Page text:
Chickens in commercial production are hatched in a clean hatchery environment in the absence of any contact with adult hens. However, Gallus gallus evolved to be hatched in a nest in contact with an adult hen which may act as a donor of gut microbiota. In this study, we therefore addressed the issue of microbiota development in newly hatched chickens with or without contact with an adult hen. We found that a mere 24-hour-long contact between a hen and newly hatched chickens was long enough for transfer of hen gut microbiota to chickens. Hens were efficient donors of Bacteroidetes and Actinobacteria. However, except for genus Faecalibacterium and bacterial species belonging to class Negativicutes, hens did not act as an important source of Gram-positive Firmicutes. Though common to the chicken intestinal tract, Lactobacilli and isolates from families Erysipelotrichaceae, Lachnospiraceae and Ruminococcaceae therefore originated from environmental sources instead of from the hens. These observation may have considerable consequences for the evidence-based design of the new generation of probiotics for poultry.
Citation: Kubasova T, Kollarcikova M, Crhanova M, Karasova D, Cejkova D, Sebkova A, et al. (2019) Contact with adult hen affects development of caecal microbiota in newly hatched chicks. PLoS ONE 14(3): e0212446. https://doi.org/10.1371/journal.pone.0212446
Editor: Juan J. Loor, University of Illinois, UNITED STATES
Received: October 9, 2018; Accepted: February 1, 2019; Published: March 6, 2019
Copyright: © 2019 Kubasova et al. This is an open access article distributed under the terms of the Creative Commons Attribution License, which permits unrestricted use, distribution, and reproduction in any medium, provided the original author and source are credited.
Data Availability: All relevant data are within the manuscript and its Supporting Information files. The raw sequence reads were also deposited in the NCBI Short Read Archive under accession number PRJNA489774 (SRP161500).
Funding: Funded by IR, QJ1610219, Czech Ministry of Agriculture, http://eagri.cz/public/web/mze/ministerstvo-zemedelstvi/ IR, RVO0517, Czech Ministry of Agriculture, http://eagri.cz/public/web/mze/ministerstvo-zemedelstvi/. The funders had no role in study design, data collection and analysis, decision to publish, or preparation of the manuscript.
Competing interests: The authors have declared that no competing interests exist.
The microbial community in the distal parts of the intestinal tract of adult warm-blooded animals consists of up to 1010 bacterial cells per gram of digesta. The environment is anaerobic with a stable temperature and continuous nutrient supply. Although it is estimated that approx. 1,000 different bacterial species comprise the microbiota of the intestinal tract, these belong to two main phyla only; Gram-positive Firmicutes and Gram-negative Bacteroidetes. Representatives of these two phyla commonly form around 95% of the total gut microbiota in healthy adults. The remaining 5% of microbiota is formed by representatives of Proteobacteria and Actinobacteria, followed by minority microbiota members of phyla Verrucomicrobia, Synergistetes, Deferribacteres, Fusobacteria, Spirochaetes and some others [1–3].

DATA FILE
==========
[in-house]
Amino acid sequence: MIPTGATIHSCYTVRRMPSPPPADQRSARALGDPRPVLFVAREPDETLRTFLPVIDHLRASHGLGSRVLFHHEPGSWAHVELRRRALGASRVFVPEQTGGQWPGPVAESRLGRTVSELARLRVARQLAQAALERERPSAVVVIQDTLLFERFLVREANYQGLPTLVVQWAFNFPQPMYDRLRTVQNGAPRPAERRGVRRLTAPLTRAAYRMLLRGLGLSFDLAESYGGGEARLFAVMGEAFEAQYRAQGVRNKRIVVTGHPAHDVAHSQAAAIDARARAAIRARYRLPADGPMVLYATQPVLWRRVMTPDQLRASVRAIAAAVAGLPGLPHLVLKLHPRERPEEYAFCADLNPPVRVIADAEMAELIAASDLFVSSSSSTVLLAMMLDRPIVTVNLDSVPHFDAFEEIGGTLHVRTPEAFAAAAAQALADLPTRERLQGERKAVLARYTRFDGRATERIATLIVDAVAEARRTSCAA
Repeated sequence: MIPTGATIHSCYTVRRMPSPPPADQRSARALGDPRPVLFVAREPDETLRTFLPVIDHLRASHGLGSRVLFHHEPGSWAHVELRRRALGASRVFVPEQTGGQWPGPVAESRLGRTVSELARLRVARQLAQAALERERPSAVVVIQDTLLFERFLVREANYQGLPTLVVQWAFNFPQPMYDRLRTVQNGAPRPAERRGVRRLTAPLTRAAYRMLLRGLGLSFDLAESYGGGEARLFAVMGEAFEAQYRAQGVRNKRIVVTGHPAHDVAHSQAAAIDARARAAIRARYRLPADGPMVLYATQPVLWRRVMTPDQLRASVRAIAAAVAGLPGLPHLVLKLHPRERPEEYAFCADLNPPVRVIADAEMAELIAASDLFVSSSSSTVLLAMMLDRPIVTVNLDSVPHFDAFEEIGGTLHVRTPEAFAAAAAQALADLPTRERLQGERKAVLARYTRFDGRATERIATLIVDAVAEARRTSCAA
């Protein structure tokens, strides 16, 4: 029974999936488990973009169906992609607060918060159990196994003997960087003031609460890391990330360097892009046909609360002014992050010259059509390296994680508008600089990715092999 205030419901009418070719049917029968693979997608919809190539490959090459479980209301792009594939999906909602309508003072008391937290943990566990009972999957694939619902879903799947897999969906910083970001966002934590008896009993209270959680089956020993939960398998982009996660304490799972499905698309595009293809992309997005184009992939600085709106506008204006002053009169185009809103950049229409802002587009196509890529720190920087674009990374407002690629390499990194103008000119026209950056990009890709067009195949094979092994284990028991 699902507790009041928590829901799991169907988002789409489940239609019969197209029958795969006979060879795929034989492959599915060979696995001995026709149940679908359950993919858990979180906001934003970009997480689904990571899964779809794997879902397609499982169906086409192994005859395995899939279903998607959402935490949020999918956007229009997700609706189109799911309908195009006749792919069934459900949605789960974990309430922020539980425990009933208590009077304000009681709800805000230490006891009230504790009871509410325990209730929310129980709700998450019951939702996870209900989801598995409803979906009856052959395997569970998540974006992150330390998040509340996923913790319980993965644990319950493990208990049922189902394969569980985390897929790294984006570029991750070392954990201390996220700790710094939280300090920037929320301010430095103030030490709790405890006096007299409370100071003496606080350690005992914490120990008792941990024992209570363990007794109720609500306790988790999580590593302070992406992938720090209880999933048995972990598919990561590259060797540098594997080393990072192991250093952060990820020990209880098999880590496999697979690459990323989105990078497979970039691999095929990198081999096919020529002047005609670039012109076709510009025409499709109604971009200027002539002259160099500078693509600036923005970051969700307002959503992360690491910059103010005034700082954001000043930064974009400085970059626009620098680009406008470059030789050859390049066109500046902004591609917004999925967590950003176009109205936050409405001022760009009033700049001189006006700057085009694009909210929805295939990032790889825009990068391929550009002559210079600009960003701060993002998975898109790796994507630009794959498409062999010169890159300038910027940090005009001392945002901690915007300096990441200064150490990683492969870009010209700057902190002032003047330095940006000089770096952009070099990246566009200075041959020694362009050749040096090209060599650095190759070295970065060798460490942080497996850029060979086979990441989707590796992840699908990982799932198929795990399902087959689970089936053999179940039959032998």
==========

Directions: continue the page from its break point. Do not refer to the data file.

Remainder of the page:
Chickens evolved for millions of years to be hatched in a nest in contact with an adult hen. On the other hand, current commercial production of chickens is based on hatching chicks in a clean hatchery environment in the absence of adult hens. Colonisation of commercially hatched chickens is therefore exclusively dependent on environmental sources during which the caecum of chickens is first colonised by Enterobacteriaceae (phylum Proteobacteria), which are replaced by Lachnospiraceae and Ruminococcaceae (phylum Firmicutes) during the second week of life. At around one month of age, Firmicutes become complemented by bacterial isolates belonging to phylum Bacteroidetes . This gradual microbiota development during the first weeks of life leaves chicks highly susceptible to different infections, e.g. with Salmonella [4, 5] although it is well established that inoculation of chicks with microbiota of adult hens can increase their resistance to Salmonella [4, 6, 7]. Despite this, studies focused on the microbiota transfer between hens and chicks are absent. It is not known whether all microbiota members or only a certain subset of microbiota is effectively transferred from hens to chicks. It is also not known, how rapid the transfer of microbiota between the hen and chicks is, i.e. whether the contact between the hen and chicks must last for a day, a week, a month or even longer. Considering both the biological significance and economic consequences, it is rather surprising that microbiota transfer between a hen and chicks has not been addressed in necessary detail so far especially when recent developments in next generation sequencing allow for the topic to be addressed directly. Obtained knowledge can be then used to identify bacterial genera which are efficiently transferred from hens to chicks followed by their isolation in pure culture. Administration of pure cultures of such isolates or their mixtures should then mimic the natural transfer from a hen to chicks and improve gut health of the chicks from the very first days of life. However, this can be achieved only using evidence-based approach reflecting principles of natural microbiota transfer between a hen and a chick.